Philadelphia Daily News - August 8, 1980

Phils Hitters Slump Out of Town

 

By Ted Silary

 

You could note that the Phillies were a hit on their just-completed homestand, winning eight of 12 games including last night's 3-2 success over the St. Louis Cardinals.

 

Then again, since six of the eight everyday starters lost a total of 31 points off their respective batting averages, perhaps they were not a hit at all.

 

Somehow, those gray hairs on the head of hitting tipster Billy DeMars appeared more in abundance last night as the players hustled to shower and dress in time to catch a 10:20 bus for the trip to the land of Black and Gold.

 

In another word, "Pittsburgh," where it only seems that the Pirates hit as hard as the Steelers.

 

"Just the other day," noted third baseman Mike Schmidt, hitting .195 since the All-Star break with six homers and 15 RBI, "I heard where we were tied with St. Louis for the league lead in hitting. I couldn't believe it. I thought the stat men had made a mistake.

 

"BLEEP. I'M NOT hitting. Maddox isn't hitting. Boonie isn't hitting. Even Pete isn't hitting that great."

 

In order, that triumvirate is better known as Garry Maddox, Bob Boone and Pete Rose, although the latter's inclusion in the Flops of the Homestand Club was up for debate considering the first baseman's token rise from .287 to .290.

 

What was not up for debate, however, was this: unless everyone does his share, the team can expect disaster on a 12-game, three-city swing that features stops in Chicago and New York after western Pennsylvania.

 

"All in all," noted DeMars, "I thought we hit the ball pretty well during this homestand except for the last two games with St. Louis. But, yes, there are two or three guys who are mired in slumps and it would be nice for them to come out of them.

 

"If you didn't have slumps, hitting wouldn't be a challenge, now, would it? All you can do is try to ride it out.

 

"When a guy's not hitting, I tell him not to worry. I try not to worry either, but it does concern me. I find myself asking, 'What can I do to get so-and-so out of it?'

 

"Well, one thing DeMars can do is stand behind the batting cage for portions of BP, telling Maddox that, "Your hands came through nice on that swing" or telling Boone that, "Your hips are too far behind."

 

And that DeMars does religiously, avoiding the fault of coming off like a fire and brimstone preacher.

 

"I HAVE A pretty healthy relationship with most of these guys," he said. "Half the starters (Schmidt, Boone, Larry Bowa, Greg Luzinski) have been playing here a long time and even with the others (Maddox, Rose, Manny Trillo, Bake McBride, Lonnie Smith, Keith Moreland, etc.), I feel I know 'em well enough to watch and make suggestions."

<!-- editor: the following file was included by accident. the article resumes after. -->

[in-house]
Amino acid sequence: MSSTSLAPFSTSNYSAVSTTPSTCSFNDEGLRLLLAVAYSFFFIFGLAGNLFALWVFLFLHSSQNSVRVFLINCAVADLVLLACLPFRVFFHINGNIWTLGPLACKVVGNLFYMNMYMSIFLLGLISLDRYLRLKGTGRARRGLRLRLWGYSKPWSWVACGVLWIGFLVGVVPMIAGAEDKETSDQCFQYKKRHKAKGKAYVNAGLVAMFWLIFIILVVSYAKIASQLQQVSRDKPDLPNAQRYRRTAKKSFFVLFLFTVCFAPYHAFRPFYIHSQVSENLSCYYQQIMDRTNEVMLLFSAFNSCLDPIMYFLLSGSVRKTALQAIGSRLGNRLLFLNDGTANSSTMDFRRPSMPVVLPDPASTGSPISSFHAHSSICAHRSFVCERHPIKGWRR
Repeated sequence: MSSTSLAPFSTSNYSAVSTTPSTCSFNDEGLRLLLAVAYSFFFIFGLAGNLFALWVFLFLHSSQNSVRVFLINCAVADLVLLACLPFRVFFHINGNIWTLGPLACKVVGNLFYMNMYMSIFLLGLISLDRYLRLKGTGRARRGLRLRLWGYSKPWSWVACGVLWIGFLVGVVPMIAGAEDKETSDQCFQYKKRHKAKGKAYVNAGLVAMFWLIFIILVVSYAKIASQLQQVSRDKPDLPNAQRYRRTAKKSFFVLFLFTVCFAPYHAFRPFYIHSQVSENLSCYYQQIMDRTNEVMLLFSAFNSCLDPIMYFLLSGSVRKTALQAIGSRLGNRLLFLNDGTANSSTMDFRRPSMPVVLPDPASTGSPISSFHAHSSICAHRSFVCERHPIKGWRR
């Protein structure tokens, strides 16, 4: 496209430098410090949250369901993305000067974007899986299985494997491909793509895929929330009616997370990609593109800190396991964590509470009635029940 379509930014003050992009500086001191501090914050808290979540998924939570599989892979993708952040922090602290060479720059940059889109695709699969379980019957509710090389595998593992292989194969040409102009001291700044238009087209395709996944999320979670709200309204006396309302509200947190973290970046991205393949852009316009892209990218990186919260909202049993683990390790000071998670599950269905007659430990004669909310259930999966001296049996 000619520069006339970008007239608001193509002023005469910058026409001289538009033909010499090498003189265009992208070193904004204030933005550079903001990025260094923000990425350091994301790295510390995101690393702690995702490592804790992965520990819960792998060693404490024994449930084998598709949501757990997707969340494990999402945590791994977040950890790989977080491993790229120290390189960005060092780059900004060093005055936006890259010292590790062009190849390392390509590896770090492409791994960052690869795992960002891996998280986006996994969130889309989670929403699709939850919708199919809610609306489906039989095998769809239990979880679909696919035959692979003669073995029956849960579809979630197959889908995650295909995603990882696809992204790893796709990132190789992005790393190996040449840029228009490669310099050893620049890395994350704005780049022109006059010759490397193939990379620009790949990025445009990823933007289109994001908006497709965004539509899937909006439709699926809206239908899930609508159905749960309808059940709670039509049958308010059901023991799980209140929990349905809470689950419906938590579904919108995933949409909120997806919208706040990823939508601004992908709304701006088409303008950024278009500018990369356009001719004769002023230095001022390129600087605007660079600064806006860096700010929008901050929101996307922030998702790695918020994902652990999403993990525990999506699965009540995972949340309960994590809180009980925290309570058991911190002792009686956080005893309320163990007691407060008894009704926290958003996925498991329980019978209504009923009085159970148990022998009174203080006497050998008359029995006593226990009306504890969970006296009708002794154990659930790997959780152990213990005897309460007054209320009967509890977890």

More than any other, the season-long nosedive suffered by Boone has the Phils perplexed.

 

Last year, Boone compiled a career-high average of .286 and was the starter in the All-Star game in Seattle. In July, the Stanford grad smoked along at a .405 pace and established some sort of team record for most times interviewed.

 

Now the chitchat sessions are as few and far between as his hits and the fans seem anxious to see More-land receive more playing time.

 

"I had been feeling much better at the plate... until tonight," said Boone, who went an unimpressive 0-for-3 and saw his average sag to .224. "I was hoping that the results would start matching my optimism.

 

"Throughout all this, I have tried to maintain the same approach on how I play and how I prepare. But it can get tough. One day, you want to try lots of extra hitting. The next day, you feel it would be better if you didn't even get close to a bat."

 

One of the more interesting statistics that jumped out at the Phils' faithful when the 1979 season sputtered to a close was the one which showed that Luzinski hit .303 on the road and .197 at home.

 

ALTHOUGH SCHMITTY first scoffed at a suggestion that a change of scenery might help his cause, he was booed with gusto on several occasions, and one instant later there he was, saying...

 

"It might do us some good to get away, put those blue uniforms on for a while. When we play those Pirates, whether it's home or away, that always seems to get us pumped up. Pittsburgh is a good place to begin a road trip. You're out there hackin' right away."

 

With a bat and not because of a cough, the Phils can only hope.

 

"Each time I don't get a hit," spewed Schmidt, 0-for-his-last-14 while playing with a strained muscle in his right groin, "I'm that much closer to my next hit or even my next home run. I know I'm going to come out of it.

 

"These past few games, my health has been my biggest concern. I could have sat out and been 100 percent for Pittsburgh. But I played for the good of the team. Now, I'm past that caution period with my groin and I hope to go on a binge."

 

"You never know how long you are going to hit or how long you are not going to hit," said Maddox, who is presently partial to a spread-out, no-stride approach to hitting. "But if history can tell us anything, I would expect that the games in Pittsburgh will help us.

 

"Check the records. Both teams hit a lot against each other. Maybe we will all get well at once."

 

Those crossed fingers you see belong to Billy DeMars.

 

"If nothing else, the past is on our side," he said. "Sometime soon, you would expect Garry (.258) and Boonie to start the climb toward their lifetime average (.293 and .269, respectively). And although Schmitty (.259) is just about there (.255) right now, he's due for some extra be hits and RBIs."

 

"I'll tell you one thing," Schmidi said. "If we all start swinging the bats on the road, we'll win all the games."

 

 

Now, that would make for a hit of a road swing. 

Phils Slide by Cards  

 

By Bud Shaw

 

There were severed thousand reasons why Dallas Green might have wanted to stay off the field last night, and the veins were bulging in most of their necks.